In July and November 2015, Plaintiff had two consultative physical examinations by Travis Rump, D.O. Plaintiff reported a history of diabetes to Dr. Rump, but the record does not contain previous treatment for the condition. In July, the examination included the findings that Plaintiff had a wide-based gait; peripheral edema (trace or mild pitting); early erythema (redness) of the anterior shins; normal range of motion of all joints with no tenderness; negative straight leg raising bilaterally; no muscle spasms; normal grip strength; intact motor and sensory function; negative Romberg, a test for balance; no assistive device; mild difficulty with heel and toe walking; and moderate difficulty squatting. (R. at 17; 553-54). In November, Plaintiff still had a normal gait, but demonstrated limited bilateral knee flexion and reduced lumbar spine motion. (R. at 563.) It was also noted that Plaintiff had “moderate-severe difficulty with orthopedic maneuvers.” (R. at 565.)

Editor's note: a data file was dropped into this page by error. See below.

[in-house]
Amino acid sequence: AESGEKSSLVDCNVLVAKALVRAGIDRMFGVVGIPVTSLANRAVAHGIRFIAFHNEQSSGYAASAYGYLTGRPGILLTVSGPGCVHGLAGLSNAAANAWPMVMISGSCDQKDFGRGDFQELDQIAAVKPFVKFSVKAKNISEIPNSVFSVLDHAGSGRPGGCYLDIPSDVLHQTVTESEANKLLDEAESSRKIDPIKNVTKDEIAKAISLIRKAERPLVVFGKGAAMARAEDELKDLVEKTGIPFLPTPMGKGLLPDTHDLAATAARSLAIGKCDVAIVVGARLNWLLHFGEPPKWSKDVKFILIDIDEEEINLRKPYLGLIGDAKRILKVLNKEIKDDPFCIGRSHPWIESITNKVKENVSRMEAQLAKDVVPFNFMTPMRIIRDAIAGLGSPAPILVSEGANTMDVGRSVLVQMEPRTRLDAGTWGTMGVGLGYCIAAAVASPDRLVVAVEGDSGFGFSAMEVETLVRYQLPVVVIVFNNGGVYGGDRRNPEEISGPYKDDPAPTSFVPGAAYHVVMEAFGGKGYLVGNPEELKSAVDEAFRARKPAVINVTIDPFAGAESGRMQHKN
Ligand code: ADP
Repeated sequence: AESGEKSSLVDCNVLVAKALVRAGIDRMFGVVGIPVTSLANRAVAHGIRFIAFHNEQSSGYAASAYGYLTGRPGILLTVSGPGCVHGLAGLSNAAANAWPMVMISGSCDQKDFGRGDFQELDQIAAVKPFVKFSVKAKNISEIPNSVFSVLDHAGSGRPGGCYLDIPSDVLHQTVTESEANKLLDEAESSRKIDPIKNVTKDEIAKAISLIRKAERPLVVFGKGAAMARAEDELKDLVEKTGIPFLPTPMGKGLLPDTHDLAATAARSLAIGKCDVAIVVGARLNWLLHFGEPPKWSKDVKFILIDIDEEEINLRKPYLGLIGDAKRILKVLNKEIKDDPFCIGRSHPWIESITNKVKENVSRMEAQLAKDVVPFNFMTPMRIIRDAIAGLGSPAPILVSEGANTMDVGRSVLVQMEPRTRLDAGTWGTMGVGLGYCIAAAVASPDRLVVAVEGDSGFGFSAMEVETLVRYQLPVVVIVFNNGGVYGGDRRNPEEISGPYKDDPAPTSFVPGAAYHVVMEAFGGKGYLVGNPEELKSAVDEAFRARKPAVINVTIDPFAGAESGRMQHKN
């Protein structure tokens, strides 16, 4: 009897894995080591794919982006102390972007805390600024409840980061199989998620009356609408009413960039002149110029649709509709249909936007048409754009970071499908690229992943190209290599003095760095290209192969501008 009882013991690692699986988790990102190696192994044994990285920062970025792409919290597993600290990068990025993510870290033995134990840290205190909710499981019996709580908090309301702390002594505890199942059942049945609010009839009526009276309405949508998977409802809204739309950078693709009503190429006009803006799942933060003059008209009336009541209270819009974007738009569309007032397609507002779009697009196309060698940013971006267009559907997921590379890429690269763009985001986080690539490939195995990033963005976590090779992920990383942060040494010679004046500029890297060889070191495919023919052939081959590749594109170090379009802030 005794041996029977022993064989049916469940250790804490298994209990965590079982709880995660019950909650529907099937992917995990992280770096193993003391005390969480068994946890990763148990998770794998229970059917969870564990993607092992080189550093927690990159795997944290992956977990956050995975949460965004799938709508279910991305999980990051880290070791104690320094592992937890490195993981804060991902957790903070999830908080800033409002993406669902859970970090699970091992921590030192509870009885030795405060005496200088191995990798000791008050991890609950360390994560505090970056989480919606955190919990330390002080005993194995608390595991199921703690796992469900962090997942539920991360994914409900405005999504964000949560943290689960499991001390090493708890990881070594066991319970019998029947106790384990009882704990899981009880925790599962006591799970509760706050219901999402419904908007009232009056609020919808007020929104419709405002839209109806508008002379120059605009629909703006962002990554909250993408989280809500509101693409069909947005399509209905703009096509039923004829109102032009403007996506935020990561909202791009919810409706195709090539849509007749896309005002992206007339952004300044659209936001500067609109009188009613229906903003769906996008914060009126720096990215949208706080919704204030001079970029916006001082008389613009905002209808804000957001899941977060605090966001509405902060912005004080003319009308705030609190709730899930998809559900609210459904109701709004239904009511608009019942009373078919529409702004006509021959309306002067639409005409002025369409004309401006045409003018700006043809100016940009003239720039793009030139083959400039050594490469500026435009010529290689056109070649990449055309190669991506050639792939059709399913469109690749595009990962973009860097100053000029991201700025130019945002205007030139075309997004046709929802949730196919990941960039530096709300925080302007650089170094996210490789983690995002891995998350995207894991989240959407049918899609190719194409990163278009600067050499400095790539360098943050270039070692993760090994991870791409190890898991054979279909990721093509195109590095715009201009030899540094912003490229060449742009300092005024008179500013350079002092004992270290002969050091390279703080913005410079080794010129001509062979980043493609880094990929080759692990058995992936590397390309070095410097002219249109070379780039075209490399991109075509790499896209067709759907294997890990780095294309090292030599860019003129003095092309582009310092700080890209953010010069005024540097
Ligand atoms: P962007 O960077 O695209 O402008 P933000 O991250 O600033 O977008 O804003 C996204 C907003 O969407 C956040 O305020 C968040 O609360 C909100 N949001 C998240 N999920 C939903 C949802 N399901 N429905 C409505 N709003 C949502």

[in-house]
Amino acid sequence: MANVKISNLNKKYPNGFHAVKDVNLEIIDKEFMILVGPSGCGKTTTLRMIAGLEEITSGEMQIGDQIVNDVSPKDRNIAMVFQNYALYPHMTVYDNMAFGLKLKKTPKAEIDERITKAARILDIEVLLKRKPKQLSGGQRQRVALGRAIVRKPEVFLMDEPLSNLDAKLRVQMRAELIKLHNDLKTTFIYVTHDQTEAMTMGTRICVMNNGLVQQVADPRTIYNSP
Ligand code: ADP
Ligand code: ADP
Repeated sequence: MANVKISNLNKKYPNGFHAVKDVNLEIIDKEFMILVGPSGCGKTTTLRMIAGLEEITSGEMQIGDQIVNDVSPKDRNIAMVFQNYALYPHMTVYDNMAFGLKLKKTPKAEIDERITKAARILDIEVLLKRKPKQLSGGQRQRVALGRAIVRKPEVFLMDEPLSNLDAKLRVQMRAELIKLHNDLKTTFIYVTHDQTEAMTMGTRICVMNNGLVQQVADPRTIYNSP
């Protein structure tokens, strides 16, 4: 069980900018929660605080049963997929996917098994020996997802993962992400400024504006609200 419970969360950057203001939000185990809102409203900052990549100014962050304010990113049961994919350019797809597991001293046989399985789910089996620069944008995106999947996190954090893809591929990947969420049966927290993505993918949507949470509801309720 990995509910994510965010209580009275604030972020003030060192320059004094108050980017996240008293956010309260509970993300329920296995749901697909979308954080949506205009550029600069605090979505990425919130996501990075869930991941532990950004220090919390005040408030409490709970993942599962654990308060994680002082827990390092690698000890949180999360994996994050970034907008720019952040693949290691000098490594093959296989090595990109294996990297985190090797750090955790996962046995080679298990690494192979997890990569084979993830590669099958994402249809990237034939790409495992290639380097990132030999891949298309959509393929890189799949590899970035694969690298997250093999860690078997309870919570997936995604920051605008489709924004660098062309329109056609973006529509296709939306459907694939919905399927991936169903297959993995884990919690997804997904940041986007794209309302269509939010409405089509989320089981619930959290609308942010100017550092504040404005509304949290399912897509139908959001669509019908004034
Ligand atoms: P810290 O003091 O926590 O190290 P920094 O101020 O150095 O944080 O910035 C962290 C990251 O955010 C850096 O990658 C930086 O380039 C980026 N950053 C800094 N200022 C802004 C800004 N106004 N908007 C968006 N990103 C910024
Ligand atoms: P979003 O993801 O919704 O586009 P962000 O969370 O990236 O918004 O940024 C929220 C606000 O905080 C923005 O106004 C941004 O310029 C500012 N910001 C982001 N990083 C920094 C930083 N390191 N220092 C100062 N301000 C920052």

During the period after the onset date, the medical records concerning mental health treatment are limited. However, there were significant records regarding mental health treatment during the years 2000 to 2008. In June 2017, Plaintiff's physician prescribed Seroquel after his complaints of agitation and depression. Plaintiff informed his physician that he had previously been prescribed Seroquel and it helped with his symptoms. There are no records of hospitalizations or mental health emergency room visits.

         Plaintiff was evaluated by Stanley Mintz, Ph.D., at the request of the State agency. Dr. Mintz assessed Plaintiff with depressive disorder and generalized anxiety. Dr. Mintz found that although Plaintiff had a depressed mood and affect, Plaintiff showed intact formal judgment and reasoning capacity, fair immediate attention span, fair recent and remote memory, and could do simple math. (R. at 18.) Dr. Mintz opined that Plaintiff could understand simple and intermediate instructions, do unskilled work, has some difficulty ...